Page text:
incognita acrita (72, 129), and M. javanica (124, 128, 129, 143). A Meloido-
gyne species was often found associated with passionfruit in South Africa (48).
In tests with P edulis (var. 'Flavicarpa'), fumigation of seedbeds with methyl
bromide or DD resulted in improved plant growth. Yield increases were ob-


Olive







trained with pre-plant application of ethoprop, DBCP, or EDB (48). Incidence of
Meloidogyne spp. on passionfruit in Fiji was low, however (102). Kirby (102)
performed pathogenicity tests with three species of Meloidogyne M. aren-
aria, M. incognita, and M. javanica on P edulis (var. 'Flavicarpa'). Al-
though root galling was observed with all three Meloidogyne species in tests,
vine weights in inoculated plants did not differ significantly from uninoculated
controls, and nematode reproduction did not occur on passionfruit. Thus, P ed-
ulis is apparently a non-host for these three species of Meloidogyne, although it
is susceptible to galling from the initial attack. It may be possible that such initial
damage may have resulted in a yield loss which was avoided by the soil treat-
ments used in the South African test (48). Meloidogyne spp. have also been re-
ported from several other Passiflora species (72, 142, 201), including
P quadrangularis L. (72).


Persea americana Mill. Avocado
One of the earliest reports of nematode damage to the avocado is the descrip-
tion of the root lesions attributed to Radopholus similis and a Pratylenchus spe-
cies in Florida (53). These cortical lesions ranged from small brown or black
spots to depressed lesions girdling the roots. Both nematode species were found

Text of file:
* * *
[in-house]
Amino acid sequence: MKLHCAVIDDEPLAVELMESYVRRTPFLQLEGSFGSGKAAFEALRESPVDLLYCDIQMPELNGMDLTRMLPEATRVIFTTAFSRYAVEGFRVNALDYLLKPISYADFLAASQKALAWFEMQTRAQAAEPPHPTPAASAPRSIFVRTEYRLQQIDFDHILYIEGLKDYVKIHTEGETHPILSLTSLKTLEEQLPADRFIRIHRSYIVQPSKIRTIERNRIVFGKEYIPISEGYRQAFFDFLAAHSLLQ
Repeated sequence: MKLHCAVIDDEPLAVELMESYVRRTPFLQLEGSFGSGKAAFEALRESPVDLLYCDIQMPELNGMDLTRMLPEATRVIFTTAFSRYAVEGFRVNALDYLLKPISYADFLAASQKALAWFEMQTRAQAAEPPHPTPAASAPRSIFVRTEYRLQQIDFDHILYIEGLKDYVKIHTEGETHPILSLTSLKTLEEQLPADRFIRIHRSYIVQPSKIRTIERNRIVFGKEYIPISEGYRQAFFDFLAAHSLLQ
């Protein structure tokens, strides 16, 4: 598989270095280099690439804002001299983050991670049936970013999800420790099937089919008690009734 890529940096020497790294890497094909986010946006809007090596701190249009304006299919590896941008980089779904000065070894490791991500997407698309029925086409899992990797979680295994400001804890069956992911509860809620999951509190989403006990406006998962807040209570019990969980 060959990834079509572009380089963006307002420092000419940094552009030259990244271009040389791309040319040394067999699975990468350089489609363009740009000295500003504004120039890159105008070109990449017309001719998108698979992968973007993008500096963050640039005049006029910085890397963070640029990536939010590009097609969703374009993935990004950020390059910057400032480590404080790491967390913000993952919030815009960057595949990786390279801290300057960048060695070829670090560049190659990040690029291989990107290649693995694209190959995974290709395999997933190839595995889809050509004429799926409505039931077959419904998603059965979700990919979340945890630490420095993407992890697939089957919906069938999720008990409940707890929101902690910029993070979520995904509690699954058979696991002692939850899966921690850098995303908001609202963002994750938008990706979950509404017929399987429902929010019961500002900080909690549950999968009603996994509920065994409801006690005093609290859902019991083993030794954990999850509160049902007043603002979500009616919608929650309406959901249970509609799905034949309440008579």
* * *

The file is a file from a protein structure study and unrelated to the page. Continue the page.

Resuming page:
in these lesions within the roots of avocados planted in a citrus spreading decline
site (53). Radopholus similis alone was found in avocado roots in a second site,
consisting of a mixed citrus and avocado planting, where both tree crops exhib-
ited decline symptoms (53).
A more extensive survey revealed that R. similis was found in 26 of 61 groves,
all on sandy soils along the Gulf Coast or in Central Florida, but not along the
Florida east coast. Pratylenchus brachyurus was generally distributed through-
out the avocado growing areas of the state (233). Pratylenchus brachyurus was
also found in 40.9% of the samples in a survey of avocados in the Cerrado region
of Brazil (178). When avocado seedlings were inoculated with R. similis and
P brachyurus, R. similis increased to higher population levels than did P brach-
yurus (231). Young and Ruehle (232) recommended that a barrier strip be
established in groves infested with R. similis. Avocado is susceptible to both the
citrus and banana biotypes ofR. similis (153), although it is probably a poor host
for the banana biotype (140).
Of the several nematodes associated with avocados in California(187), plant
damage has been attributed only to Pratylenchus vulnus. In a greenhouse test in
California (192), avocado seedlings inoculated with either 100 or 1000 P vulnus
each were compared to uninoculated controls. One year after inoculation, the
dry weights of the uninoculated control plants were significantly greater than
either of the two groups of inoculated plants. Tree growth was also increased
through preplant fumigation with DD, compared to unfumigated field plots.
Several other nematodes are occasionally associated with damage in avoca-
dos. Minz (144) reported that avocados were sometimes killed by Xiphinema







americanum. Several species of fungi have been observed in association with
Meloidogyne spp. in avocado roots (126). Rotylenchulus reniformis has been re-
ported from avocado in several areas (26, 42, 157, 177, 178, 182, 184). Pea-
cock (157) observed a light infestation on young plants, and Caveness (26) found
that avocado was a good host for R. reniformis. Helicotylenchus cavenessi in-